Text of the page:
Helmholtz Centre Potsdam
GFZ German Research Centre for Geosciences
Abstract (EDOC: 11097)
A large fault surface evolves by growth and coalescence of numerous segments through time, which results in strong undulations of the principal fault surface. We interpreted a strongly segmented, 13 km long fault using 3D seismic data, and studied the morphology in terms of fault linkage, using curvature, azimuth, and dip attributes. Displacement profiles of two horizons were measured to analyse the different displacement relations and to quantify their variation and dependence on fault morphology. We identified four orders of fault segments over a scale range from a few hundred metres to several kilometres, which evolved during fault growth. The strong changes in orientation of the several segments might result in a heterogeneous small-scale fracture distribution and different fault drag geometries. Displacement measurements on the undulated fault surface indicate a strong variation between real, vertical, and horizontal displacement values. However, the commonly used throw values lead to a smoothing of the real displacement curves and to an underrepresentation of their values, and therefore cannot show a triangular shape that is typically identified from ruptures fault surfaces of earthquake processes. Therefore, for any kind of fault analysis care should be taken when using throw as approximation for the real displacement.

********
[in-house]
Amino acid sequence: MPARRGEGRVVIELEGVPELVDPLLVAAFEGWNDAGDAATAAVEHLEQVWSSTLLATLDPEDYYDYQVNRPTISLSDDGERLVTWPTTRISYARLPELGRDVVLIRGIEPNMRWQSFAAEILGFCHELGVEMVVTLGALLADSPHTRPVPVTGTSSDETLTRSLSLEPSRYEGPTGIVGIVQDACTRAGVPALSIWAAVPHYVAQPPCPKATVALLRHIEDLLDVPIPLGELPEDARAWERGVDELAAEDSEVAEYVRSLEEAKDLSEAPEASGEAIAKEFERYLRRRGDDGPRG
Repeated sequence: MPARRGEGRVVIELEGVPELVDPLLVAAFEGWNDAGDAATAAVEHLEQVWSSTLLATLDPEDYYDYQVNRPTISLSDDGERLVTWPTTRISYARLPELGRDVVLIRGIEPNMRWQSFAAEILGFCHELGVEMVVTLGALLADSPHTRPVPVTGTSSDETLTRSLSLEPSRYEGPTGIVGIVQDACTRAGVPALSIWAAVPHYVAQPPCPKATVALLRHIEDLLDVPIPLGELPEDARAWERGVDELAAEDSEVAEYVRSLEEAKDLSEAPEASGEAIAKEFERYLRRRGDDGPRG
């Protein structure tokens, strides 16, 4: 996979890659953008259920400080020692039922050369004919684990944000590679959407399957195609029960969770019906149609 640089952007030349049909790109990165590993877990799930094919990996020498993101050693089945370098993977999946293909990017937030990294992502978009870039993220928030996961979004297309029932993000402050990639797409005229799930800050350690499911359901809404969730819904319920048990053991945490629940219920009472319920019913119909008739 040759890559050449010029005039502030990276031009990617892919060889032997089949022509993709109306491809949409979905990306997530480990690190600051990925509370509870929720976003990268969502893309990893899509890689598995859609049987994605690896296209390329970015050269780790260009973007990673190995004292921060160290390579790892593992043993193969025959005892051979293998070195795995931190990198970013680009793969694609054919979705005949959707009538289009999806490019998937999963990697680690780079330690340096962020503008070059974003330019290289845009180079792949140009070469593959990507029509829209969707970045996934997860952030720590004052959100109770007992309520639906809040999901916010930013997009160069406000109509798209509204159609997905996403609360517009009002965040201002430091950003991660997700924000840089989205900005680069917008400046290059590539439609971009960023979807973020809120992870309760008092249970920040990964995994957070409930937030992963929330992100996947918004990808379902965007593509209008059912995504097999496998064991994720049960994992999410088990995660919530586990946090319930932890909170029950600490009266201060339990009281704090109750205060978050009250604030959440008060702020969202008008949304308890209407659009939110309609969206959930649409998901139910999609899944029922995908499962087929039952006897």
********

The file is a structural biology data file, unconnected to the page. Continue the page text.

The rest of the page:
(2008): Evolution of a fault surface from 3D attribute analysis and displacement measurements. Journal of Structural Geology, 30, 6, 690-700.